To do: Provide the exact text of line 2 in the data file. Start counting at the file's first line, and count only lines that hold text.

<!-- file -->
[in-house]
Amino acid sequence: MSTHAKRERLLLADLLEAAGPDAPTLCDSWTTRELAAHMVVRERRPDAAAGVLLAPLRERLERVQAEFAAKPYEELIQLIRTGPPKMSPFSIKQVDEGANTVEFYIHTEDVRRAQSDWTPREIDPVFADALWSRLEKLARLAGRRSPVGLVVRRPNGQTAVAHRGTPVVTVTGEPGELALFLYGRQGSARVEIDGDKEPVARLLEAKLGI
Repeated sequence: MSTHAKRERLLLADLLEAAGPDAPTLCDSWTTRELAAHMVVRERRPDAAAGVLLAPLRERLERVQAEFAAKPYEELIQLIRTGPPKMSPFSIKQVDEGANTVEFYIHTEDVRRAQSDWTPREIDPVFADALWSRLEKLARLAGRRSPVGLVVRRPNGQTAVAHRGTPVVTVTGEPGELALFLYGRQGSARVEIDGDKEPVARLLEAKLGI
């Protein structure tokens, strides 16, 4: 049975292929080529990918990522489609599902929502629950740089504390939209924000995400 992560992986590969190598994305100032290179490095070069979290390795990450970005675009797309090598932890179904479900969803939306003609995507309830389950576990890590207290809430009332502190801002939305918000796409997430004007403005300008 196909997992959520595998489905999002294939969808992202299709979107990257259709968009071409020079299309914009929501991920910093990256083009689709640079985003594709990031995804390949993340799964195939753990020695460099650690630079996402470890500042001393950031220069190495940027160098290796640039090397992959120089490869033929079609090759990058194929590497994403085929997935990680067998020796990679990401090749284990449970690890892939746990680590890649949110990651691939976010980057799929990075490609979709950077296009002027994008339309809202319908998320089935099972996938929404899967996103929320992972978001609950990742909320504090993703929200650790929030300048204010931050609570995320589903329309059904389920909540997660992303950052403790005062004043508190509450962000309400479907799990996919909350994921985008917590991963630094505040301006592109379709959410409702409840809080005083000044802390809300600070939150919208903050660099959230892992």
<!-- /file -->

Amino acid sequence: MSTHAKRERLLLADLLEAAGPDAPTLCDSWTTRELAAHMVVRERRPDAAAGVLLAPLRERLERVQAEFAAKPYEELIQLIRTGPPKMSPFSIKQVDEGANTVEFYIHTEDVRRAQSDWTPREIDPVFADALWSRLEKLARLAGRRSPVGLVVRRPNGQTAVAHRGTPVVTVTGEPGELALFLYGRQGSARVEIDGDKEPVARLLEAKLGI